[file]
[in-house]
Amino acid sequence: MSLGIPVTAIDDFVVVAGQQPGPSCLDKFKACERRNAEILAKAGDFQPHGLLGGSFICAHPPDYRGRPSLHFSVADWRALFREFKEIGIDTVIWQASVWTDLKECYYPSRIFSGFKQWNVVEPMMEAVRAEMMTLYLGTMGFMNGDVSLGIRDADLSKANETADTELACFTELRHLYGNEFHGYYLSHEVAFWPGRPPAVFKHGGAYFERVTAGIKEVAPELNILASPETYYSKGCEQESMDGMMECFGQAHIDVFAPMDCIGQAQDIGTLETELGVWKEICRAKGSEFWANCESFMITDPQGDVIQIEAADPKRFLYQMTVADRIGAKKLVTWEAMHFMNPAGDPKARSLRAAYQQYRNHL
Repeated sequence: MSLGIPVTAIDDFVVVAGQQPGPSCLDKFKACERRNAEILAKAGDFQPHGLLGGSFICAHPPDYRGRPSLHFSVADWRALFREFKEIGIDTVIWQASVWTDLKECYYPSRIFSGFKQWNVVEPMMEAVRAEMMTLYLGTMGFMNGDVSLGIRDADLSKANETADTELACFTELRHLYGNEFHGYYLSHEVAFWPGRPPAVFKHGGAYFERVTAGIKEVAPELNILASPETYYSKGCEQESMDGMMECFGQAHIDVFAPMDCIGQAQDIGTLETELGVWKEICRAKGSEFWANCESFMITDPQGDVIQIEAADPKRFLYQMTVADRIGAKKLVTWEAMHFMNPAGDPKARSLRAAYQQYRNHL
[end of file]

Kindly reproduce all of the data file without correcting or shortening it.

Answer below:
[in-house]
Amino acid sequence: MSLGIPVTAIDDFVVVAGQQPGPSCLDKFKACERRNAEILAKAGDFQPHGLLGGSFICAHPPDYRGRPSLHFSVADWRALFREFKEIGIDTVIWQASVWTDLKECYYPSRIFSGFKQWNVVEPMMEAVRAEMMTLYLGTMGFMNGDVSLGIRDADLSKANETADTELACFTELRHLYGNEFHGYYLSHEVAFWPGRPPAVFKHGGAYFERVTAGIKEVAPELNILASPETYYSKGCEQESMDGMMECFGQAHIDVFAPMDCIGQAQDIGTLETELGVWKEICRAKGSEFWANCESFMITDPQGDVIQIEAADPKRFLYQMTVADRIGAKKLVTWEAMHFMNPAGDPKARSLRAAYQQYRNHL
Repeated sequence: MSLGIPVTAIDDFVVVAGQQPGPSCLDKFKACERRNAEILAKAGDFQPHGLLGGSFICAHPPDYRGRPSLHFSVADWRALFREFKEIGIDTVIWQASVWTDLKECYYPSRIFSGFKQWNVVEPMMEAVRAEMMTLYLGTMGFMNGDVSLGIRDADLSKANETADTELACFTELRHLYGNEFHGYYLSHEVAFWPGRPPAVFKHGGAYFERVTAGIKEVAPELNILASPETYYSKGCEQESMDGMMECFGQAHIDVFAPMDCIGQAQDIGTLETELGVWKEICRAKGSEFWANCESFMITDPQGDVIQIEAADPKRFLYQMTVADRIGAKKLVTWEAMHFMNPAGDPKARSLRAAYQQYRNHL